Fixing for perfect sound

Like the old saying goes, “If it’s not broke, don’t fix it.”  If it is broke, I’m here to help.  I have been working with pianos for many years and I know what it’s like to have such a beautiful instrument damaged.  I want to be there to help restore your piano to working condition and offer a value and customer service you have never experienced.  If you have questions, please don’t hesitate to contact me and I will do what I can to see your piano back to it’s original self.


Bridge Replacement

Bridges can be repaired or replaced and are cheaper than buying a new piano. Pianos generally have 2 “bridges”: a treble and a bass bridge. A piano bridge is the same as a violin. It is a piece of wood that transmits the vibrations of the strings to the soundboard. A bridge can develop cracks or become unglued from the soundboard. These defects can cause annoying sounds in certain strings, or a “dead” tone, especially in the bass.


A piece of felt that touches strings to stop the sound in approximately 1 ½ seconds Did you hear ringing after you let go of the key? The damper itself is connected to a wire that is connected to about 20 other moving parts. Fixing a damper could literally take 30 seconds or require hours of repair, replacement and adjustment.

Field Repairs

The piano “action” is the mechanism that strikes the strings to produce a sound. A piano has thousands of parts, mostly of wood, felt and leather that “can” wear out or break. Amazingly parts from a 1900 vintage piano to a newer 2001 piano can be replaced. Some times parts cost $0.25 or $$$ and fixing a part deep inside the piano takes time. I ask you to pay me the time it takes to fix the broken part and let me tell you the honest cost from a piano supply house for the actual price.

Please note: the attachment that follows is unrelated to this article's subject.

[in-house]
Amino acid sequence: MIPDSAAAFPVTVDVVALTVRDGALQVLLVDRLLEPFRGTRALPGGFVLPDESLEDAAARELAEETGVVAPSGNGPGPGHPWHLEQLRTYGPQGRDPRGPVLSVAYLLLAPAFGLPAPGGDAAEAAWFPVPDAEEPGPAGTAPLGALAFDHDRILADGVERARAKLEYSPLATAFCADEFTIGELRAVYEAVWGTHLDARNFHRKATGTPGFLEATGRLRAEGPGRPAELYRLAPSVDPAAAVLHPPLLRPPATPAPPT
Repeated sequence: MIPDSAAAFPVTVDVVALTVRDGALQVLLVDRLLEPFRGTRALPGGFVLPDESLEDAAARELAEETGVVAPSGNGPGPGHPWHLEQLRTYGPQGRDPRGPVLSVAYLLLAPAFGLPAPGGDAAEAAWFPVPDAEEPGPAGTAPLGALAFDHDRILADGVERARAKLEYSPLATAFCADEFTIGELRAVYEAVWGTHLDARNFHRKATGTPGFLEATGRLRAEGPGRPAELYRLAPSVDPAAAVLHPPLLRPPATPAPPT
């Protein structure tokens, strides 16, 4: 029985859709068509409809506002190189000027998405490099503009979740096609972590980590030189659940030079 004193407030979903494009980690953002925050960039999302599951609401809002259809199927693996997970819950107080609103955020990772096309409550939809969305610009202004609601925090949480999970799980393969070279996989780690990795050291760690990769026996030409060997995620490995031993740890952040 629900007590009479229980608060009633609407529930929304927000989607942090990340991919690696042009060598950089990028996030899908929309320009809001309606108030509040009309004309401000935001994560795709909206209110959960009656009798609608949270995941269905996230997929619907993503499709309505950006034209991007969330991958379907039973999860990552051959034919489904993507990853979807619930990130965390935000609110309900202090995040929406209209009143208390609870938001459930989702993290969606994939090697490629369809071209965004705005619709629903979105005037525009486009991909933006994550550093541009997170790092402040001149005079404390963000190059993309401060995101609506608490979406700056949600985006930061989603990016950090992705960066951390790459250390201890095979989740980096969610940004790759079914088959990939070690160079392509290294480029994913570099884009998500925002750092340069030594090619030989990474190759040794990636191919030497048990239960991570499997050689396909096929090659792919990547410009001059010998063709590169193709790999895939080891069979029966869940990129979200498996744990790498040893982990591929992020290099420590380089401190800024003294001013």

Hammer Reshaping / Replacement

Piano hammers are designed to have a rounded top resulting in a precise striking surface. After a piano has a few years of use the hammer tops become flattened with string grooves cut into the hammer surface. The grooves cause a harsh, unclear tone in the piano and the flattened surface can cause strings to break. To fix this condition the hammers are reshaped.

The piano action is taken out of the piano and the hammers are filed to the proper shape. This procedure takes a few hours to do depending on how worn the hammers are. Very little hammer material is taken off the hammer top so this procedure can be done a few times in the life of the hammer. The action needs to be adjusted (regulated) somewhat after reshaping the hammers because the hammer distance from the strings changes. Usually hammer reshaping is done as part of a regulation job.

Benefits of reshaping/replacing piano hammers: 1) The piano has a clearer, sweeter tone. 2) Strings are less likely to break. 3) The proper shape of the hammers provides an optimal foundation for precise piano regulation.


Major components of the grand and upright pianos are the cabinet/rim, the soundboard and bridges, the hammers, strings, and pins and the action. The customer calls and says “I have a sticky key” and usually the action is the culprit. There are over 30 parts for each key that can be adjusted, fixed or repaired.


Need adjustments or hear a squeek? Look at all of the components: Piano Pedals for either Uprights and Grands, Hardware, Lyres, Braces, Platforms, extenders, Brackets, Buttons, Props, Springs, Pedal Covers just to name a few.


The piano is a musical instrument with parts that allow the action to function properly. Take your car: You change the oil, rotate the tires and put gas in it to make it work for years. Pianos have the potential to last for “generations” and require care and maintenance so repairing components will keep your instrument fully functionally for years to come.

Trap Work

The trap-work on some Grands and Uprights looks like it has been in hibernation for years. Some times the pedal mechanism is not worth replacing but I suggest at least stopping the squeaks and improving the function.